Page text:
Though it did not include purely personal rights, for instances, the deserted wifes
equity in National Provincial Bank Ltd v Ainsworth, this important category placed a
substantial burden on a purchaser, not least because of the difficulty in discovering
whether there is a person in actual occupation. In Abbey National Building Society v
Cann HL held that the relevant date for determining whether a person is in actual
occupation is the date on which the disposition is executed, not the date on which it is

LRA 1925,s.70(1)(g)) protects an interest in land where its owner is in actual

occupation on the land. Ferrihurst LTD v Wallcite.19 To establish overriding interest its
necessary to establish actual occupation and ownership of interest. LRA2002
introduced two instances where its impossible to achieve overriding interest under

Section 32(1)of the LRA2002

Ferrishurst Ltd -v- Wallcite Ltd(1998)

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actual occupation to limit the scope. Where enquiries were made of the right holder and
he failed to disclose the right in circumstances where he could reasonably be expected
to do so20 Considerably can limit the scope of overriding interest. Anyhow this will
depend on reasonableness introduced under LRA2002.
Further where the right holders actual occupation would not have been obvious on
reasonably careful inspection of the land and person who might be bound did not have
actual knowledge of the interest at the time of the disposition. 21 this circumstances
would applicable in practice and is it effective to avoid being bound in relation to
undiscoverable overriding interest.
The case of Williams &Glyn Bank v Boland22 House of Lords held that Mrs Bolands
constructive trust interest was an overriding interest by virtue of s.70 (1)(g).Furthermore
Chhokar v Chhokar23 held that furniture can constitute adequate occupation which
amounted to an overriding interest.

The discoverable criteria applied to these cases resulted, the innocent party bieng

Therefore failure

to include


which circumstances consider as

undiscoverable created a controversial background. First case which analyses actual

occupation under 2002 LRA were Thompson V Foy24 Court held that her intention to
leave the property permanently was fatal to actual occupation. 25 and then agreed in
Link Lending V Bustard26 that it is hard to identify her actual occupation, after
recovering mental illness supposed to return home. In both these situation focused on


Martin Dixson, 'The Reform of Property Law and the Land Registration Act 2002: A Risk
Assessment' [] The Reform of Property Law and the Land Registration Act 2002 19, 19

Martin Dixson, 'The Reform of Property Law and the Land Registration Act 2002: A Risk
Assessment' [] The Reform of Property Law and the Land Registration Act 2002 19, 19

P.262 property law

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intention of the party. Further in City of London Society V Flegg can protect the buyer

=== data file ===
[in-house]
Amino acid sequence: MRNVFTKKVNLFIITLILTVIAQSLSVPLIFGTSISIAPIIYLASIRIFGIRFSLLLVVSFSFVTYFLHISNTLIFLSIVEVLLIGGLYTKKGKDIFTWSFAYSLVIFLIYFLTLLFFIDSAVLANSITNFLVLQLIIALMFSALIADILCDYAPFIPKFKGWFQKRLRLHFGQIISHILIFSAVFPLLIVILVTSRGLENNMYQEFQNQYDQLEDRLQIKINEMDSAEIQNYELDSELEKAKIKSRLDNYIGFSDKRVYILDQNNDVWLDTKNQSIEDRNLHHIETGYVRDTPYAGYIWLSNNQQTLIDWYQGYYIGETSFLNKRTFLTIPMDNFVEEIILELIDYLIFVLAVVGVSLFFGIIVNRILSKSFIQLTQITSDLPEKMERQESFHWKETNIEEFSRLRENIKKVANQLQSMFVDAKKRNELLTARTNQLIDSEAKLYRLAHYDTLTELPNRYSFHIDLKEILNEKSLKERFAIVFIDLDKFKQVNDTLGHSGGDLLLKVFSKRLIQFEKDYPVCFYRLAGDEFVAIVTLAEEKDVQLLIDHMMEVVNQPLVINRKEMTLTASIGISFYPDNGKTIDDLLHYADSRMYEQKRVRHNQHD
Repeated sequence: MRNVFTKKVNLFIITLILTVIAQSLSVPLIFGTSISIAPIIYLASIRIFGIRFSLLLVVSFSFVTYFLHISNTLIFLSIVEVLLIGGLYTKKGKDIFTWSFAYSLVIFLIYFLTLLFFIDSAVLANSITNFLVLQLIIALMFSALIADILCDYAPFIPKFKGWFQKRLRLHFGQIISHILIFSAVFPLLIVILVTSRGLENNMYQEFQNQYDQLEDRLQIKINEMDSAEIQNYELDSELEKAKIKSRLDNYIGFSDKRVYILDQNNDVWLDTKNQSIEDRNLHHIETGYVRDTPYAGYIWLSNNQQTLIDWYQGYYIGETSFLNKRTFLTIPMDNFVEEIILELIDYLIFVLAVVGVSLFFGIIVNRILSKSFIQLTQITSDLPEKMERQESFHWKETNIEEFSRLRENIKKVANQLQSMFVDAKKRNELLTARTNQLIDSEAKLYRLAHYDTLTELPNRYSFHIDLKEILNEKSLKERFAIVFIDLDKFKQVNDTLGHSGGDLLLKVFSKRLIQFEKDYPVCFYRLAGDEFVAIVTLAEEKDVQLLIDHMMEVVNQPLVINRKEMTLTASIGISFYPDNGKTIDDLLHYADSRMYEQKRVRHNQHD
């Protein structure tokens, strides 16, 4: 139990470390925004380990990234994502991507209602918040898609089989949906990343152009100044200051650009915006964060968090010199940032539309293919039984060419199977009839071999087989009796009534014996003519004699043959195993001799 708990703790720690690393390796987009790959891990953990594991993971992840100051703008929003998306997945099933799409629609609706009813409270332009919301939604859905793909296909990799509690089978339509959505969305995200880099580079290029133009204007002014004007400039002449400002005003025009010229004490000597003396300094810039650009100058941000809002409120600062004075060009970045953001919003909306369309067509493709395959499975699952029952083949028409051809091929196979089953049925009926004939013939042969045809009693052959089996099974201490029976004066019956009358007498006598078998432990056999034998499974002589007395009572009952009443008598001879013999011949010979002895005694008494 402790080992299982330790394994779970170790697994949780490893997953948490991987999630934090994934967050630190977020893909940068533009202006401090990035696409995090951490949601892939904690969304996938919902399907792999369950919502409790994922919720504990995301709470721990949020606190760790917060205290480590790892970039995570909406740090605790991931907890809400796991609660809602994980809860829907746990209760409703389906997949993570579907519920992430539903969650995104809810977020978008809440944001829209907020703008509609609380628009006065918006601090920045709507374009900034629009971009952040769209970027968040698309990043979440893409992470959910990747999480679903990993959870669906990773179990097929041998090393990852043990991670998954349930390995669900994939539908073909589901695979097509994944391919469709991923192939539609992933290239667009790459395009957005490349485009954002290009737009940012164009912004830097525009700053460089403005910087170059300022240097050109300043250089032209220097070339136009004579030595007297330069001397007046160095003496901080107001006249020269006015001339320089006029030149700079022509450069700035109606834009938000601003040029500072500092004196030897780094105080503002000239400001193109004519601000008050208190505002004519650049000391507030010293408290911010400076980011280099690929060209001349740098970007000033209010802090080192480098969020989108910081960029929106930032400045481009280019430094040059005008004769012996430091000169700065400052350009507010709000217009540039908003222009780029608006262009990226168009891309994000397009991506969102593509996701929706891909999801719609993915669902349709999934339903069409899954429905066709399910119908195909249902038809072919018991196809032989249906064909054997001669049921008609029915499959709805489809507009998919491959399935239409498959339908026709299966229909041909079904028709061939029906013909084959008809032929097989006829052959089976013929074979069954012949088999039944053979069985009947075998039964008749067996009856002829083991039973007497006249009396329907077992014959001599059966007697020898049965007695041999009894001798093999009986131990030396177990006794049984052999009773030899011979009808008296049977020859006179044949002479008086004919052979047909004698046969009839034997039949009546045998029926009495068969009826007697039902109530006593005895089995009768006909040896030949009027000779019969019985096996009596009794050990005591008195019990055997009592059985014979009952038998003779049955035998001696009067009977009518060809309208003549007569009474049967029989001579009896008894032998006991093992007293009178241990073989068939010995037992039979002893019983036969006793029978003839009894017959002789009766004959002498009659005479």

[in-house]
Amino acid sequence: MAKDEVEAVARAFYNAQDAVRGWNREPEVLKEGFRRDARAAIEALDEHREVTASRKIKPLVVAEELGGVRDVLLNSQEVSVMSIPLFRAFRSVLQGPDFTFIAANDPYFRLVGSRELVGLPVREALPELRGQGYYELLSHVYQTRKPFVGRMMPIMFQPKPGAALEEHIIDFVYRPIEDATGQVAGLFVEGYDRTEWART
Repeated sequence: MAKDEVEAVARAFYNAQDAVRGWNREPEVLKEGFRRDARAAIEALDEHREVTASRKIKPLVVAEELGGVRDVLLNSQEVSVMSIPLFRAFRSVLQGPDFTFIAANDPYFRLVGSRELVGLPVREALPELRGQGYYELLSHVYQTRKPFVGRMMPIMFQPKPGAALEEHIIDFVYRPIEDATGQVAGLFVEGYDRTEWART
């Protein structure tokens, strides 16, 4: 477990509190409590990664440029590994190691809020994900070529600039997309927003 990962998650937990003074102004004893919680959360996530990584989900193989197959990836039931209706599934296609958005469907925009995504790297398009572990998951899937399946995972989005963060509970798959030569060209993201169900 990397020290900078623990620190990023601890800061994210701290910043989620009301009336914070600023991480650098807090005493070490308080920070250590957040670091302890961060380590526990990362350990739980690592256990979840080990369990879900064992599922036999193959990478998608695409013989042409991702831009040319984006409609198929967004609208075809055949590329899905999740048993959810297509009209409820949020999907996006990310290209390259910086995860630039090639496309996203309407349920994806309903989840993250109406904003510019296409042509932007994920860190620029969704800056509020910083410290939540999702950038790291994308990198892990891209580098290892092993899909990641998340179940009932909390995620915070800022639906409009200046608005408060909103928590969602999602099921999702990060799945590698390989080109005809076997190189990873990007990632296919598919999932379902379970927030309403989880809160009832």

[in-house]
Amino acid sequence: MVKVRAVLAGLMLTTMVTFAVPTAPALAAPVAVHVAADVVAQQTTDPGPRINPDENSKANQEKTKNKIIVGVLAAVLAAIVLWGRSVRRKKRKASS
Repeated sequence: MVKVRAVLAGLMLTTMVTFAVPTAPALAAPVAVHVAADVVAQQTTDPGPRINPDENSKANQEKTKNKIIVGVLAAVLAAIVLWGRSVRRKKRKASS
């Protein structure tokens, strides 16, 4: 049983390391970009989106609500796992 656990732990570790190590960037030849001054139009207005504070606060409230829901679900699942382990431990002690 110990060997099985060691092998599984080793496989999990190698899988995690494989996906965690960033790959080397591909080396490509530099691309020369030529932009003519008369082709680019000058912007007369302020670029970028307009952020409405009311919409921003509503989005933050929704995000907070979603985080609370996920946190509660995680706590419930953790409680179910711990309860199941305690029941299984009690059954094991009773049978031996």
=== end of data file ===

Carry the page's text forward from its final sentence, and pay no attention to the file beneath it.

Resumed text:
from overriding interest.27

J.A.Pye(Oxford)Ltd v Graham28brought the matter of adverse possession to the head,

it is prove that the LRA2002 granted guard against squatters' rights. Under s96 the
squatter can relate to the registered proprietor after 10years of adverse possession.
The registered land owner will then be notified of the claim and will have an opportunity
to protest it. Act restores a sense of balance between the squatter and land owner.
Under s.70(1)(f)rights acquired or in the process of being acquired under the Limitation
Acts, for instance the rights of an adverse possessor these will generally not override
under the 2002 Act.

The equity arising from estoppel stands as authority for the proposition that licenses in
respect of unregistered land can bind third parties, including a purchaser for value, and
the decision as a whole was referred to with approval in Thatcher v Douglas.29It is also
worth nothing obiter dicta in Carrick case,30in which Morritt LJ, referring to counsel
argument that proprietary estoppels cannot give rise to an interest in land capable of
binding successors in title.31
Where the title to the land is registered, not only has it been accepted that an equity
arising by estoppels coupled with actual occupation could be an overriding interest 32but


[1988] AC 54




Lloyds Bank plc v Carrick (1996)

Judith-Anne MacKenzie & Mary Philips , land law (13th, oxford university, oxford 2010) 454


Lee-Parker v Izzet (No 2) [1972] 1 WLR 775, 780, obiter. Cf Habermann v Koehler (1996) 73 P 96
& CR 515, where the Court of Appeal remitted a case for a retrial to determine inter alia whether
an equity arising by estoppel could bind a purchaser as an overriding interest under Land
Registration Act 1925, s 70(1)(g).

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it is already the practice of the Land Registry to allow such equity to be registered as a
minor interest.33
Conversely it is possible that proprietary estoppel will be used to cure defects of title
caused by lack of the proper electronic formalities, moreover this possibility has been